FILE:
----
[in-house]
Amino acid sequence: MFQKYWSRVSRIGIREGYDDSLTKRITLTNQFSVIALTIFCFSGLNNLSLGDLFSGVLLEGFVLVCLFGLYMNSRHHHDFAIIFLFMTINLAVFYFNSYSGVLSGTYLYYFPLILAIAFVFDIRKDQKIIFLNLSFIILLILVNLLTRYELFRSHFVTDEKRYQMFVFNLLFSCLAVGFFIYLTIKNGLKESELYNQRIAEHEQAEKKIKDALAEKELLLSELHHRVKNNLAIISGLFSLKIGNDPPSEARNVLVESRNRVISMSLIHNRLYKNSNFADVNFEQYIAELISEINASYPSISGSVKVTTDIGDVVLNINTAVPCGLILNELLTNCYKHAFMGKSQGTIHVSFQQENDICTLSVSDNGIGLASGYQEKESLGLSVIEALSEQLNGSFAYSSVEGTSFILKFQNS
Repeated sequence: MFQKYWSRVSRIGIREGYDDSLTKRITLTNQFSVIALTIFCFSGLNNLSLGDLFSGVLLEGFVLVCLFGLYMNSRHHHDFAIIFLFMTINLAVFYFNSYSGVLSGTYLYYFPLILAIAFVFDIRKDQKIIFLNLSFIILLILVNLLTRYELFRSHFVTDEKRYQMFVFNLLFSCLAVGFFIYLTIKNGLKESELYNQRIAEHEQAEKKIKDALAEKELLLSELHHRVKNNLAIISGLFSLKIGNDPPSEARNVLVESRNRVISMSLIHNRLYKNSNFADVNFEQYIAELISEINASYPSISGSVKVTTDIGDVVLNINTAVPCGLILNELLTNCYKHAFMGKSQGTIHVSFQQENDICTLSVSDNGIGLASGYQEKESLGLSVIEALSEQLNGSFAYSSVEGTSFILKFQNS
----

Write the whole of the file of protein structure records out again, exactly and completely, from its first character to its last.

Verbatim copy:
[in-house]
Amino acid sequence: MFQKYWSRVSRIGIREGYDDSLTKRITLTNQFSVIALTIFCFSGLNNLSLGDLFSGVLLEGFVLVCLFGLYMNSRHHHDFAIIFLFMTINLAVFYFNSYSGVLSGTYLYYFPLILAIAFVFDIRKDQKIIFLNLSFIILLILVNLLTRYELFRSHFVTDEKRYQMFVFNLLFSCLAVGFFIYLTIKNGLKESELYNQRIAEHEQAEKKIKDALAEKELLLSELHHRVKNNLAIISGLFSLKIGNDPPSEARNVLVESRNRVISMSLIHNRLYKNSNFADVNFEQYIAELISEINASYPSISGSVKVTTDIGDVVLNINTAVPCGLILNELLTNCYKHAFMGKSQGTIHVSFQQENDICTLSVSDNGIGLASGYQEKESLGLSVIEALSEQLNGSFAYSSVEGTSFILKFQNS
Repeated sequence: MFQKYWSRVSRIGIREGYDDSLTKRITLTNQFSVIALTIFCFSGLNNLSLGDLFSGVLLEGFVLVCLFGLYMNSRHHHDFAIIFLFMTINLAVFYFNSYSGVLSGTYLYYFPLILAIAFVFDIRKDQKIIFLNLSFIILLILVNLLTRYELFRSHFVTDEKRYQMFVFNLLFSCLAVGFFIYLTIKNGLKESELYNQRIAEHEQAEKKIKDALAEKELLLSELHHRVKNNLAIISGLFSLKIGNDPPSEARNVLVESRNRVISMSLIHNRLYKNSNFADVNFEQYIAELISEINASYPSISGSVKVTTDIGDVVLNINTAVPCGLILNELLTNCYKHAFMGKSQGTIHVSFQQENDICTLSVSDNGIGLASGYQEKESLGLSVIEALSEQLNGSFAYSSVEGTSFILKFQNS